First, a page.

Given the scale of its user base and with a contract worth up to $10 billion in the bag to run the back-end of a superpower’s military, Microsoft might want to start thinking about how it can establish a staging procedure for its Azure cloud that allows it to deploy changes and reliably roll back those changes when things break.
(We know, it is easy to say so from a safe distance…)
Redmond was at it again late Monday, knocking an (apparently substantial) “subset of customers in the Azure Public and Azure Government clouds” offline for three hours with swathes of users globally encountering errors performing authentication operations; multiple services were affected, including Microsoft 365.
The company blamed the issue on a “recent configuration change [that] impacted a backend storage layer, which caused latency to authentication requests.” (Read, users couldn’t login to Teams, Azure and more for hours because of the snafu).
The blockage was felt for users from 22:25 BST on Sep 28 2020 to 01:23 BST.
UPDATED: Azure said in a root cause analysis: “A service update targeting an internal validation test ring was deployed, causing a crash upon startup in the Azure AD backend services. A latent code defect in the Azure AD backend service Safe Deployment Process (SDP) system caused this to deploy directly into our production environment, bypassing our normal validation process.
“Azure AD is designed to be a geo-distributed service deployed in an active-active configuration with multiple partitions across multiple data centers around the world, built with isolation boundaries. Normally, changes initially target a validation ring that contains no customer data, followed by an inner ring that contains Microsoft only users, and lastly our production environment. These changes are deployed in phases across five rings over several days.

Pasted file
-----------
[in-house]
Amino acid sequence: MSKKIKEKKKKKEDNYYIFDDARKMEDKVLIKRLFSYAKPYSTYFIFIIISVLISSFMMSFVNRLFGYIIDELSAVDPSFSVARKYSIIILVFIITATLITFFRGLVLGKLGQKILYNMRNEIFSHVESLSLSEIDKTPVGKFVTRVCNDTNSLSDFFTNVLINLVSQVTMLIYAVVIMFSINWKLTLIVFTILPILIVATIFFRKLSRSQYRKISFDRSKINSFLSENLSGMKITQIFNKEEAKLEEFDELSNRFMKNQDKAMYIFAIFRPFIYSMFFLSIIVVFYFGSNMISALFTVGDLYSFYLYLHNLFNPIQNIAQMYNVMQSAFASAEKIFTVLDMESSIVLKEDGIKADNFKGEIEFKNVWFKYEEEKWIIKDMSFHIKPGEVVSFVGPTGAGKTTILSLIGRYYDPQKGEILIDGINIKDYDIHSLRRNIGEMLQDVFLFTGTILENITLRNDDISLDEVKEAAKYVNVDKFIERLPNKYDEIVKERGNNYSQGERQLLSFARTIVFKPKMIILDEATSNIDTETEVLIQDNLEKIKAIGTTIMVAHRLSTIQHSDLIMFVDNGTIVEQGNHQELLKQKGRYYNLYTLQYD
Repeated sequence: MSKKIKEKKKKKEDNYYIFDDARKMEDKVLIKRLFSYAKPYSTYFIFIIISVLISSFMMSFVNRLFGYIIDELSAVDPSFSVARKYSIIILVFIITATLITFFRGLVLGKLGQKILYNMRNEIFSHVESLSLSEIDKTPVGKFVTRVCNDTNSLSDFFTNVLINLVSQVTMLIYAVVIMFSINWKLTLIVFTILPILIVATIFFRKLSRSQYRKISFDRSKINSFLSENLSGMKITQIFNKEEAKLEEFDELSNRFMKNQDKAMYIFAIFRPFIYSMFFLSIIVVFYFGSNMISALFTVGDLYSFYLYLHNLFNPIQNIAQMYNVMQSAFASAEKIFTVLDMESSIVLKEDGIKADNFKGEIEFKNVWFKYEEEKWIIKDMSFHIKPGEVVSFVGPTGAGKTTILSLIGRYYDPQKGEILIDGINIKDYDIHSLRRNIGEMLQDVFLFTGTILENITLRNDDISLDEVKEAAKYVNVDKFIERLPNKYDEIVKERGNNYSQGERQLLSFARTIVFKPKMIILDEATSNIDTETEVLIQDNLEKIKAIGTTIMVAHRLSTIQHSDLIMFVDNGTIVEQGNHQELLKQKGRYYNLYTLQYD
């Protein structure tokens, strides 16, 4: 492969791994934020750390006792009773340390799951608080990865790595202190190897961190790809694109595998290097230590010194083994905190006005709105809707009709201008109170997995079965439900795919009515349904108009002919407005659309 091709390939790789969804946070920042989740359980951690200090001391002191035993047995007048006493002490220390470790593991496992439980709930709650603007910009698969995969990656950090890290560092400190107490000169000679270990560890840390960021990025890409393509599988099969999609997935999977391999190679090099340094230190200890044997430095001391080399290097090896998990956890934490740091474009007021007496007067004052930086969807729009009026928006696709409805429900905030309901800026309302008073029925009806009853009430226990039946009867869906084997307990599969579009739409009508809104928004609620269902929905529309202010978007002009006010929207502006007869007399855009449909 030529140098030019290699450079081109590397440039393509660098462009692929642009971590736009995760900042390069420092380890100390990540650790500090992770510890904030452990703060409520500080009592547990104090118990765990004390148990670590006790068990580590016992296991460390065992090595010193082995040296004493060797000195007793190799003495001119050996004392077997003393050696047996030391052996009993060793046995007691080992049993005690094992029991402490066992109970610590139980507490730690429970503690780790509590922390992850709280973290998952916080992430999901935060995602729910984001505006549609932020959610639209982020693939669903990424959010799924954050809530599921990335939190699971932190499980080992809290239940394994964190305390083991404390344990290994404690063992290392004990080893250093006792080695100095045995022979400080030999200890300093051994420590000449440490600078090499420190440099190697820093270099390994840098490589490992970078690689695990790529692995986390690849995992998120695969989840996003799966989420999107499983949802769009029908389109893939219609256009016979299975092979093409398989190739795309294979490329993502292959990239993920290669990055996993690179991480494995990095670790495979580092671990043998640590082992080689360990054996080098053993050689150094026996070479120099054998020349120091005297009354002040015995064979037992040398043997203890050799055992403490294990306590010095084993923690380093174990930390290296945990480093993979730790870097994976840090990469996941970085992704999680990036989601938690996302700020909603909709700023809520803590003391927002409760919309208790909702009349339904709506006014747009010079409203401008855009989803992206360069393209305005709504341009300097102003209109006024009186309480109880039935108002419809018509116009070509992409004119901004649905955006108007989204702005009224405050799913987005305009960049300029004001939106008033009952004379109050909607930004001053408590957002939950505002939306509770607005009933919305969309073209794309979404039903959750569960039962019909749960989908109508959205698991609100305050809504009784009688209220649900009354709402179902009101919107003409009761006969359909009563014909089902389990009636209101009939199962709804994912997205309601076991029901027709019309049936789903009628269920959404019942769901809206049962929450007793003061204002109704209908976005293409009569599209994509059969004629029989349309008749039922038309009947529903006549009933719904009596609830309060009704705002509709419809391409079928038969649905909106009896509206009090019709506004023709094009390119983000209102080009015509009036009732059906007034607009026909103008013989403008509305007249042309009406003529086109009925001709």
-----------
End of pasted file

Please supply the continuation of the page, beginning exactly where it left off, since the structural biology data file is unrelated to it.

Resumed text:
Microsoft added: “In this case, the SDP system failed to correctly target the validation test ring due to a latent defect that impacted the system’s ability to interpret deployment metadata. Consequently, all rings were targeted concurrently. The incorrect deployment caused service availability to degrade. Within minutes of impact, we took steps to revert the change using automated rollback systems which would normally have limited the duration and severity of impact. However, the latent defect in our SDP system had corrupted the deployment metadata, and we had to resort to manual rollback processes. This significantly extended the time to mitigate the issue.”
The issue comes a fortnight after a protracted outage in Microsoft’s UK South region triggered by a cooling system failure in a data centre. With temperatures rising, automated systems shut down all network, compute, and storage resources “to protect data durability” as engineers rushed to take manual control.
Earlier this month meanwhile Gartner said it “continues to have concerns related to the overall architecture and implementation of Azure, despite resilience-focused engineering efforts and improved service availability metrics during the past year”.
Microsoft Azure CTO Mark Russinovich in July 2019 said that Azure had formed a new Quality Engineering team within his CTO office, working alongside Microsoft’s Site Reliability Engineering (SRE) team to “pioneer new approaches to deliver an even more reliable platform” following customer concern at a string of outages.
He wrote at the time: “Outages and other service incidents are a challenge for all public cloud providers, and we continue to improve our understanding of the complex ways in which factors such as operational processes, architectural designs, hardware issues, software flaws, and human factors can align to cause service incidents.
“Has anyone started having discussions with their CIO/CEO about moving back to an in-house mail server? I advocate for it” one frustrated user noted on a global Outages mailing list meanwhile… If cloud is your compressed audio stream that you’re not sure you own, it may not be long before in-house mail servers become the vintage quality vinyl of the IT world; old, but very much back in demand.
Stranger things have happened.
This article is from the CBROnline archive: some formatting and images may not be present.
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